My big toenail gone white in front right corner. Long toe oddly painful with small callous. Knees a little tweaky from off center cycling action but fine really. Hips feel slightly loose. Butt is saddle sore. Lower back aches and my arms seemed OK, but when I spun them about to celebrate I realized my left shoulder hurts – a lot. Curious muscle pain across top of back and blister on hand. As I laughed about this I realized the muscle down the left side of my back seems to have pulled.
I slept like a baby despite noise of people in the main square which is undergoing major reconstruction. We walked 20 minutes to the bike repair shop, but it had closed down.
Back at the hotel I started work with my cycle repair kit but didn’t spend long. People from all over came to help, each taking part of the bike. On old woman came up and prayed over the bike.
So now we’re having a glass of wine in the square writing postcards. We got an extra stamp from Pamplona Cathedral as I was excessively grumpy and promised Lou that I’d be less of a pain in the ass if we did that before fixing the bike.
The cycling out of Pamplona was hard. There were windmills all along the top of the mountain, and we saw them up close and personal. It was a 14km ride and some of it was very, very steep. Add to that my thermometer reading of 115°F and you get very tired and thirsty.
We reached Alto Perudo and stood under the bridge on a busy A-road cooling off, then hurtled down the hill. We were even cycling up hill at 35mph. I got something of a wobble on as the wind hit my panniers, but the brakes were of limited use. I could hear and smell them at work but didn’t notice any effect. We’ve just stopped at Legarda, but the bar is closed.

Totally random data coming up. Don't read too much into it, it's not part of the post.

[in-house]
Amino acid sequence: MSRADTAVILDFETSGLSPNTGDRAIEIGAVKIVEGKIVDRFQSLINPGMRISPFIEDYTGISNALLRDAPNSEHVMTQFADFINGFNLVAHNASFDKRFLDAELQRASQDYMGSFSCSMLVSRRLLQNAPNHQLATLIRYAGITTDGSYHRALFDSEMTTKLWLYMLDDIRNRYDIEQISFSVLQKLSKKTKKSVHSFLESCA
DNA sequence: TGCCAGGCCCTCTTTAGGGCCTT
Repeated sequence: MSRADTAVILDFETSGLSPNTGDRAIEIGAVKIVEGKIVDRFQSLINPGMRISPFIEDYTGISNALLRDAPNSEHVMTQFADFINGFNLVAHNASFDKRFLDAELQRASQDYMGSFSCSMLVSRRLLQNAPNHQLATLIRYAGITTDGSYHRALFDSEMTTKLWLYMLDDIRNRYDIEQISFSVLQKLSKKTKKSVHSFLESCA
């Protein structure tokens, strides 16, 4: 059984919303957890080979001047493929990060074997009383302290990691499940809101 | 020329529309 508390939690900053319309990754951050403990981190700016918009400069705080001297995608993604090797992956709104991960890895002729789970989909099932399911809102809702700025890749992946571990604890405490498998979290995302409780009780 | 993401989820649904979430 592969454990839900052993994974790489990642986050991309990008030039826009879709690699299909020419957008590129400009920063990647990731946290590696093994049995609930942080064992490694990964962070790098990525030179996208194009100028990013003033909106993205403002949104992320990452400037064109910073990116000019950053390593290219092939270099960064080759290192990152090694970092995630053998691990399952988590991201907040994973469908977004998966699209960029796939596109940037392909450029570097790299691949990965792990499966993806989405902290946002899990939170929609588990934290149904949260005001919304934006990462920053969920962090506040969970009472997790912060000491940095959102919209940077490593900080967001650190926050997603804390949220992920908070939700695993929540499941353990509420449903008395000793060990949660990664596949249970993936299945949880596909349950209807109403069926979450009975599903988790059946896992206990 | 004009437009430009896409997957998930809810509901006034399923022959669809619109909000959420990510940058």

A series of steady climbs out from here with corresponding descents. Made it past a fancy hotel where there was a statue of Santiago which someone had added a red Basque type bandana to. Into Puente de Reina for a rest and to pick up water and snacks.
We tried to ask a French chap where he bought his bag of groceries from. He gave directions but appeared to say that we couldn’t take our bikes down to the store because of the bulls in the street. I assumed it was a bizarre translation error, but no, it was a running of the bulls, with a small square converted into a makeshift bullring. People threw themselves into the ring only to leap back out as the bull came at them. We cycled on out, up and down more and more hills. A car came whizzing past whilst we were cycling at about 30mph and it hit a bird, sending it flying at my face. Lou found it hilarious as she could only see my head with feathers flying everywhere.
Just as we reached three kilometres outside Estella Lou got a flat. We knew the drill – we took the panniers off Lou’s bike and put them onto mine and walked the 3km uphill to the outskirts of Estella. At a Repsol station we stopped and set about fixing the wheel. We had hoped to get some assistance as I’d been fighting off helpers in Pamplona, but aside from a chap who made what we guessed were lewd remarks, nothing. However, we managed it with some brute force and our tool kits.
Note to self: Must steal a spoon.
Cycled into Estella and found the alburgue and got our stamp. They had room available and looked really nice, but Lou was having none of it. A long cycle through town, and we didn’t so much as see a hotel. As I was losing hope we found a great hotel with a garage for the bikes and once again the best food ever. Lou wanted steak, but was ready to settle for salmon as I’d forgotten the phrase book. As she was so upset I really thought it was important to get her the dinner she wanted. With some comedy Spanish – Carne Torro – and a mime of a bull we got a steak sandwich. I had a glass of rosada to celebrate.
Our request for “dos San Miguel Grande” caused much amusement, but they were well needed. We watched some absurd Spanish game shows including a version of Who Wants to be a Millionaire, very strange. Lou was in tears when we arrived at the hotel and just wanted a bath, but I prescribed the beer and food and it seemed to have a temporary uplifting effect. A glass of Rioja put me in a much better mood.